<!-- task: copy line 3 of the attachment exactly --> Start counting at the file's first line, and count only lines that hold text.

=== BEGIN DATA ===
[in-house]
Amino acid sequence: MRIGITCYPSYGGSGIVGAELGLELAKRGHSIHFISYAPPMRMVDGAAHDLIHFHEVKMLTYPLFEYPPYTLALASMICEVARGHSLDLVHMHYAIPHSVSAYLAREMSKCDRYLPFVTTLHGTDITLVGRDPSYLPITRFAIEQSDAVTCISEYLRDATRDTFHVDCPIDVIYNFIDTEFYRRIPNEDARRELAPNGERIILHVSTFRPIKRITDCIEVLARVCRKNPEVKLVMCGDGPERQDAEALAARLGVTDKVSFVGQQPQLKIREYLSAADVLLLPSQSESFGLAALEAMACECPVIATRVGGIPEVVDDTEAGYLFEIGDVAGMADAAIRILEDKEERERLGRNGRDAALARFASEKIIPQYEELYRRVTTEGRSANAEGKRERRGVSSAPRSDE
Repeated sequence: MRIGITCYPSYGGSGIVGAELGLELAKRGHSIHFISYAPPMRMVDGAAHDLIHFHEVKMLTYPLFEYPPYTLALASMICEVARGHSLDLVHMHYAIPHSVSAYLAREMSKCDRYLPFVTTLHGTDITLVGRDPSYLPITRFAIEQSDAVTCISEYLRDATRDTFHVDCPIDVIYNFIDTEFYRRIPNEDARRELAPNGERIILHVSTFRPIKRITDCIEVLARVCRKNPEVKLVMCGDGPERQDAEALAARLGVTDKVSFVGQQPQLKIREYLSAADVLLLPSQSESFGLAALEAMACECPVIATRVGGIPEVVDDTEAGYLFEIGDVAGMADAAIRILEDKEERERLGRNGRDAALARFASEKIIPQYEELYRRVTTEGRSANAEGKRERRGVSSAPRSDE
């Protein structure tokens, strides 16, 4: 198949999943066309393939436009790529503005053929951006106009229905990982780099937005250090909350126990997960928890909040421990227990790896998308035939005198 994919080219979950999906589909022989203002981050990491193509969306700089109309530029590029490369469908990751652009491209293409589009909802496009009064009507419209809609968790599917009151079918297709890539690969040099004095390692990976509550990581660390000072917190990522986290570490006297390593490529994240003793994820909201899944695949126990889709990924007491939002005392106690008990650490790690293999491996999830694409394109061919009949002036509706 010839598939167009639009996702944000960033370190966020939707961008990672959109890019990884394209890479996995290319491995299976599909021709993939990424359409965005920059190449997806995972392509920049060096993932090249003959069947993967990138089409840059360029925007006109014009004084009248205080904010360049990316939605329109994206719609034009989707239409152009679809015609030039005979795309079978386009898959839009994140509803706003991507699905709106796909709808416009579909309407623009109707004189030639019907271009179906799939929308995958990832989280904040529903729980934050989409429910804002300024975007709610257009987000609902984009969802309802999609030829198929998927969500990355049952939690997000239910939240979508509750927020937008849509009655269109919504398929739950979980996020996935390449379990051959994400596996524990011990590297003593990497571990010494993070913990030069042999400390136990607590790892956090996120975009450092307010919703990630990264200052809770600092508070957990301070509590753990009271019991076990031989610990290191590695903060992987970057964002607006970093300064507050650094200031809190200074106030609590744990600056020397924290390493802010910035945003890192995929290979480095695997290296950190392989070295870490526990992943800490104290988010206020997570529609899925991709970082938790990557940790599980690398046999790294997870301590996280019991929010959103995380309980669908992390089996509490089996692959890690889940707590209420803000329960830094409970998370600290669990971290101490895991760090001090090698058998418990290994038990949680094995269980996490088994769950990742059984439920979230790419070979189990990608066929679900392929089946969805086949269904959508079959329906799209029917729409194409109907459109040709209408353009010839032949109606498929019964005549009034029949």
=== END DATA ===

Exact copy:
Repeated sequence: MRIGITCYPSYGGSGIVGAELGLELAKRGHSIHFISYAPPMRMVDGAAHDLIHFHEVKMLTYPLFEYPPYTLALASMICEVARGHSLDLVHMHYAIPHSVSAYLAREMSKCDRYLPFVTTLHGTDITLVGRDPSYLPITRFAIEQSDAVTCISEYLRDATRDTFHVDCPIDVIYNFIDTEFYRRIPNEDARRELAPNGERIILHVSTFRPIKRITDCIEVLARVCRKNPEVKLVMCGDGPERQDAEALAARLGVTDKVSFVGQQPQLKIREYLSAADVLLLPSQSESFGLAALEAMACECPVIATRVGGIPEVVDDTEAGYLFEIGDVAGMADAAIRILEDKEERERLGRNGRDAALARFASEKIIPQYEELYRRVTTEGRSANAEGKRERRGVSSAPRSDE